These, then, are the bare details of what transpired.

In my suggestions to the investigating team, I avoided topics such as probing his religious beliefs, criminal background, and environmental influences. There are people far more adept at such analysis than yours truly.** No, I stuck with what I knew best -- the gun -- and argued for a small but knowledgeable task force to go after answering such questions as how did he obtain the weapon, and from whom?

It was, after all, a Winchester 30/30 lever action rifle, not the easiest weapon to obtain unless you have connections with the military or belong to a gun club where the background checks are severe and the gun never leaves the club.

Now Zehaf-Bibeau had an extensive criminal record in Canada, and could not have purchased the weapon legally. Moreover, the Winchester 30/30 is not a "street" gun. This leaves only a hunting venue of one sort or another, and I suggested that if such a force was given the go-ahead, this could be the starting point. The aim would be to identify the supplier of the gun and bring the person to justice. Or terminate with extreme prejudice -- it is not just our military being attacked, but our democracy itself.

Well, that's what I put on the table, anyway.


* One reporter from something called the Homeless Review mentioned to me that she couldn't believe that a person in the Canadian Parliament had access to a gun. I replied, "Good Lord. lady, he is a Sergeant-at-Arms." Really, there are times I despair.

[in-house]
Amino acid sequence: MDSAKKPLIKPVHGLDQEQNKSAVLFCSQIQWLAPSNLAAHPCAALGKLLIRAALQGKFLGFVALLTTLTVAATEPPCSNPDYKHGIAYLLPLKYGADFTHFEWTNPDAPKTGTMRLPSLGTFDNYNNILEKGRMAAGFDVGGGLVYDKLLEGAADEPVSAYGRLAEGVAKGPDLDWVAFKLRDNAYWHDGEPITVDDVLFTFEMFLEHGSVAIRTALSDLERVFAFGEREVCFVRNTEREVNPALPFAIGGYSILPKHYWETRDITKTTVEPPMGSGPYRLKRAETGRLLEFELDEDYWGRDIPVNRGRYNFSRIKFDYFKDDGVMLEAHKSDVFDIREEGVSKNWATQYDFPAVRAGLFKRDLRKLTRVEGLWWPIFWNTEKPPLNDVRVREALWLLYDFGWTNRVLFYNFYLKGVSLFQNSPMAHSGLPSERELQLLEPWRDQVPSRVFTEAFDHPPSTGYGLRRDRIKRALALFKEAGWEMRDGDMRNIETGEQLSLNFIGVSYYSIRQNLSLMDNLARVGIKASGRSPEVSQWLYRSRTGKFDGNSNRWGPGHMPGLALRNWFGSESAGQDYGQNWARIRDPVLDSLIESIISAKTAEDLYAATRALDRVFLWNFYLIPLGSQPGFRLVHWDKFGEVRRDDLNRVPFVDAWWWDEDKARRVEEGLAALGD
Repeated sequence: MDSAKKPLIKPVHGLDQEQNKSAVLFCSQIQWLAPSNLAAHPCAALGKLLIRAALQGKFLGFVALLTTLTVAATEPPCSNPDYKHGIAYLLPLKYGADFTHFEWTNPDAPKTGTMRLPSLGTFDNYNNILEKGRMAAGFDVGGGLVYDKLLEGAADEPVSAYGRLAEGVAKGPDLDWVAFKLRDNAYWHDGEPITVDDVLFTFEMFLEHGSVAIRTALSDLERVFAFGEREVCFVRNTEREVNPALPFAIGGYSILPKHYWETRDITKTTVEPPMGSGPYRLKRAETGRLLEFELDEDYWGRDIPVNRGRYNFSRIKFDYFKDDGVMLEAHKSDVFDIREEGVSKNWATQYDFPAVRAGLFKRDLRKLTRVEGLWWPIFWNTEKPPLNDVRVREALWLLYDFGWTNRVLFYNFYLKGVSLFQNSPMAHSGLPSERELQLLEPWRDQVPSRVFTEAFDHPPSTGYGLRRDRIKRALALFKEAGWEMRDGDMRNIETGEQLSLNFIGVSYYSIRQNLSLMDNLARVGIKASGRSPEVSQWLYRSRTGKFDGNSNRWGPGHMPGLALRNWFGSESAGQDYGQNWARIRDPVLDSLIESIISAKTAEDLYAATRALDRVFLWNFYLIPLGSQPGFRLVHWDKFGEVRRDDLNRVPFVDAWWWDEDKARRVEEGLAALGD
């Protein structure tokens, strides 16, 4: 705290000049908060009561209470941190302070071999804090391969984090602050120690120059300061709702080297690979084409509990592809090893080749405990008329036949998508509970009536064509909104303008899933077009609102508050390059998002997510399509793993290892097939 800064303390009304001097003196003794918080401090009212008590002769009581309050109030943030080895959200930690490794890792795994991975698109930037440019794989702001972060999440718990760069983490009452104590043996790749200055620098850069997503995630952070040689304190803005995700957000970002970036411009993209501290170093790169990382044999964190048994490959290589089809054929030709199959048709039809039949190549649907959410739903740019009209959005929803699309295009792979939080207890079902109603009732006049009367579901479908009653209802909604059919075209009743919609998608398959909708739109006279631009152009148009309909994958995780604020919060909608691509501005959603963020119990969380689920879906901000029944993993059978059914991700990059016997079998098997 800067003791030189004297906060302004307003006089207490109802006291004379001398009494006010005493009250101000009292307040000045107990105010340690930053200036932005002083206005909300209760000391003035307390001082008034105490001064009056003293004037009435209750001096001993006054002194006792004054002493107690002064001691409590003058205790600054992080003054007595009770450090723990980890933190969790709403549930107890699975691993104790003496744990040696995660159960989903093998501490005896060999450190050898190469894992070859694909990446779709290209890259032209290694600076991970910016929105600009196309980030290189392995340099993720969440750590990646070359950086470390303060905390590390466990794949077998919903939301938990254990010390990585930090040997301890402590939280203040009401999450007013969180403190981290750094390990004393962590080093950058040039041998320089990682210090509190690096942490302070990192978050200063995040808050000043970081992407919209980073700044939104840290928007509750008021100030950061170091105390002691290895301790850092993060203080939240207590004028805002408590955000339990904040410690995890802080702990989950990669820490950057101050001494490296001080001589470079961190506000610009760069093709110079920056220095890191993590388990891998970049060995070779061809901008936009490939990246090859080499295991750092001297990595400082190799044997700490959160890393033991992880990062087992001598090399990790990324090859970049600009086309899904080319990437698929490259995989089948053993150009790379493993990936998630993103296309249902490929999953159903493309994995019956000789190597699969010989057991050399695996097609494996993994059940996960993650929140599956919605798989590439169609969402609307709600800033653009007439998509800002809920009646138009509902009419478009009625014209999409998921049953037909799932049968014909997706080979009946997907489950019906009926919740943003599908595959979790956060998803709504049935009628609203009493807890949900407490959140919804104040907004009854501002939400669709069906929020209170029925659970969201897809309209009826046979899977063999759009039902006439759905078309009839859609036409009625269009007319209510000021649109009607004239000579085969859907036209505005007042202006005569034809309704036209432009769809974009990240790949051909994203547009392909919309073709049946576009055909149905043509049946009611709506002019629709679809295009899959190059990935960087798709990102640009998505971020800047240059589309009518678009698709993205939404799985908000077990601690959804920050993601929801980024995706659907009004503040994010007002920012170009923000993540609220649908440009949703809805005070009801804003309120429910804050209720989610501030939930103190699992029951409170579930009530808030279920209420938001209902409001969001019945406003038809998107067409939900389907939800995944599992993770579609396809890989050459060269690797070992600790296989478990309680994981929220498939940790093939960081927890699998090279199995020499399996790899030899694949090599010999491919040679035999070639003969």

-- L.S.S.

**There are exceptions to those skilled in social analysis. I recall one incident where an agent had been severely injured in a brutal attack. She was screaming, there was blood everywhere, and as I rushed to her assistance, I overheard a woman, likely a psychologist or social worker, saying, Oh no. Oh dear. Someone out there needs me." Again, I despair. -- L.S.S.

Friday, October 17, 2014

Straying Beyond the Lines

One thing I can vividly recall about elementary school was the directive, in writing or any colouring activity, was TO STAY BETWEEN THE DEMARKED LINES. To not do so was to risk the wrath -- which was considerable -- of our grade four teacher, Miss Ratchett.*The world, or at least Ontario, has need today of such another, for there has occurred a grievous straying beyond the lines.

What prompted this behaviour was the behaviour of the Elementary Teachers' Federation of Ontario (ETFO), and its recent workshop on "white privilege". Sound and sane as all my readers are, I suspect that you were well aware of this activity, and were suitably disgusted at its outright racism and bigotry.

Moi aussi, but that is not the thrust of this particular missive.

No, what concerns me is that holding such workshops is an act that if not illegal, is certainly "conduct unbecoming" as the military might put it. Union workshops are fine when dealing with better ways to learn and to teach. They are not so fine when the curriculum  is being discussed, with the intent to bring it nearer to the Union's desire to find something or someone to blame.